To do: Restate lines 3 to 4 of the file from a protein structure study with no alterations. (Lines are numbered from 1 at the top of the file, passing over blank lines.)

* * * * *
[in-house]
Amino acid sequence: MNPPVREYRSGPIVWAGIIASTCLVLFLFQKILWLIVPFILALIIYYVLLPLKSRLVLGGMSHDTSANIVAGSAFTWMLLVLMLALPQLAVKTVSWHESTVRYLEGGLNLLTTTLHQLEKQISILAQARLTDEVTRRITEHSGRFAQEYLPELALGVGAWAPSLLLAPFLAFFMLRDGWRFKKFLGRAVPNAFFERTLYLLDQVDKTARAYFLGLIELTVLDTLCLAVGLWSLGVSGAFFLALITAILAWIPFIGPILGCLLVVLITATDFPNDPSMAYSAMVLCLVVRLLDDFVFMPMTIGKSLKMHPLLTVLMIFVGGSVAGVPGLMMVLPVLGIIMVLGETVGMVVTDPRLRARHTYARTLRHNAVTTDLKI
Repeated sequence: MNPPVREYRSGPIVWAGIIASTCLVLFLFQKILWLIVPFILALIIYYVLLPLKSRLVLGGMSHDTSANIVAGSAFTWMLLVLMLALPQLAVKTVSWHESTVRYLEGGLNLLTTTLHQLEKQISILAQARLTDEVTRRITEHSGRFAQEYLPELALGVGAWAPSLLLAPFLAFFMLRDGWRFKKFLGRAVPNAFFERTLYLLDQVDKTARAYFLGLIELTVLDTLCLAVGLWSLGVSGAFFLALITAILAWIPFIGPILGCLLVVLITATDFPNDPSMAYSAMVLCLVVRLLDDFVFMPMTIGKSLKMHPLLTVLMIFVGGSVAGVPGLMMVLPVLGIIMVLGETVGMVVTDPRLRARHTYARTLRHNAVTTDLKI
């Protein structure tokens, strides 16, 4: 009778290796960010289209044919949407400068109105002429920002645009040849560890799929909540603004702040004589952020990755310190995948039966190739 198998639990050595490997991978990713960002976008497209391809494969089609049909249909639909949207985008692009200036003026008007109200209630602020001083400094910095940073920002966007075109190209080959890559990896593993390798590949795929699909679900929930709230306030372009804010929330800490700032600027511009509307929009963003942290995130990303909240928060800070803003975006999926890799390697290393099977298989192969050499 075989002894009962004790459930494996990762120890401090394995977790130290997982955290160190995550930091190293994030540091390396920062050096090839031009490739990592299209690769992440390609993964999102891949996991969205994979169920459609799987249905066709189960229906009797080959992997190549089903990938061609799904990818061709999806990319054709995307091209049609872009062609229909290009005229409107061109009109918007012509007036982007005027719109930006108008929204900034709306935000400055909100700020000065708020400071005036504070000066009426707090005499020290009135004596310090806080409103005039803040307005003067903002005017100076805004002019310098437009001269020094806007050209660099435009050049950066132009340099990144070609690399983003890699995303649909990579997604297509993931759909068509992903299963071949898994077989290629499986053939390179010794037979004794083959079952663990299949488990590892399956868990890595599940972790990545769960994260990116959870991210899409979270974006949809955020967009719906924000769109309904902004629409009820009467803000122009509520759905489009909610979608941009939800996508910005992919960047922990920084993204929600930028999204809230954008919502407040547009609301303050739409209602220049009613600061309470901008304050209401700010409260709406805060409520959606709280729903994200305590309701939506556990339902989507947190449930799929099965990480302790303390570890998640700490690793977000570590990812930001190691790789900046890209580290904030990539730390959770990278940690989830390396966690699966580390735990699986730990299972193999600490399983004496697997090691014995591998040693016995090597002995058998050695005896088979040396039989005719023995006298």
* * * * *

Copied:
Repeated sequence: MNPPVREYRSGPIVWAGIIASTCLVLFLFQKILWLIVPFILALIIYYVLLPLKSRLVLGGMSHDTSANIVAGSAFTWMLLVLMLALPQLAVKTVSWHESTVRYLEGGLNLLTTTLHQLEKQISILAQARLTDEVTRRITEHSGRFAQEYLPELALGVGAWAPSLLLAPFLAFFMLRDGWRFKKFLGRAVPNAFFERTLYLLDQVDKTARAYFLGLIELTVLDTLCLAVGLWSLGVSGAFFLALITAILAWIPFIGPILGCLLVVLITATDFPNDPSMAYSAMVLCLVVRLLDDFVFMPMTIGKSLKMHPLLTVLMIFVGGSVAGVPGLMMVLPVLGIIMVLGETVGMVVTDPRLRARHTYARTLRHNAVTTDLKI
């Protein structure tokens, strides 16, 4: 009778290796960010289209044919949407400068109105002429920002645009040849560890799929909540603004702040004589952020990755310190995948039966190739 198998639990050595490997991978990713960002976008497209391809494969089609049909249909639909949207985008692009200036003026008007109200209630602020001083400094910095940073920002966007075109190209080959890559990896593993390798590949795929699909679900929930709230306030372009804010929330800490700032600027511009509307929009963003942290995130990303909240928060800070803003975006999926890799390697290393099977298989192969050499 075989002894009962004790459930494996990762120890401090394995977790130290997982955290160190995550930091190293994030540091390396920062050096090839031009490739990592299209690769992440390609993964999102891949996991969205994979169920459609799987249905066709189960229906009797080959992997190549089903990938061609799904990818061709999806990319054709995307091209049609872009062609229909290009005229409107061109009109918007012509007036982007005027719109930006108008929204900034709306935000400055909100700020000065708020400071005036504070000066009426707090005499020290009135004596310090806080409103005039803040307005003067903002005017100076805004002019310098437009001269020094806007050209660099435009050049950066132009340099990144070609690399983003890699995303649909990579997604297509993931759909068509992903299963071949898994077989290629499986053939390179010794037979004794083959079952663990299949488990590892399956868990890595599940972790990545769960994260990116959870991210899409979270974006949809955020967009719906924000769109309904902004629409009820009467803000122009509520759905489009909610979608941009939800996508910005992919960047922990920084993204929600930028999204809230954008919502407040547009609301303050739409209602220049009613600061309470901008304050209401700010409260709406805060409520959606709280729903994200305590309701939506556990339902989507947190449930799929099965990480302790303390570890998640700490690793977000570590990812930001190691790789900046890209580290904030990539730390959770990278940690989830390396966690699966580390735990699986730990299972193999600490399983004496697997090691014995591998040693016995090597002995058998050695005896088979040396039989005719023995006298």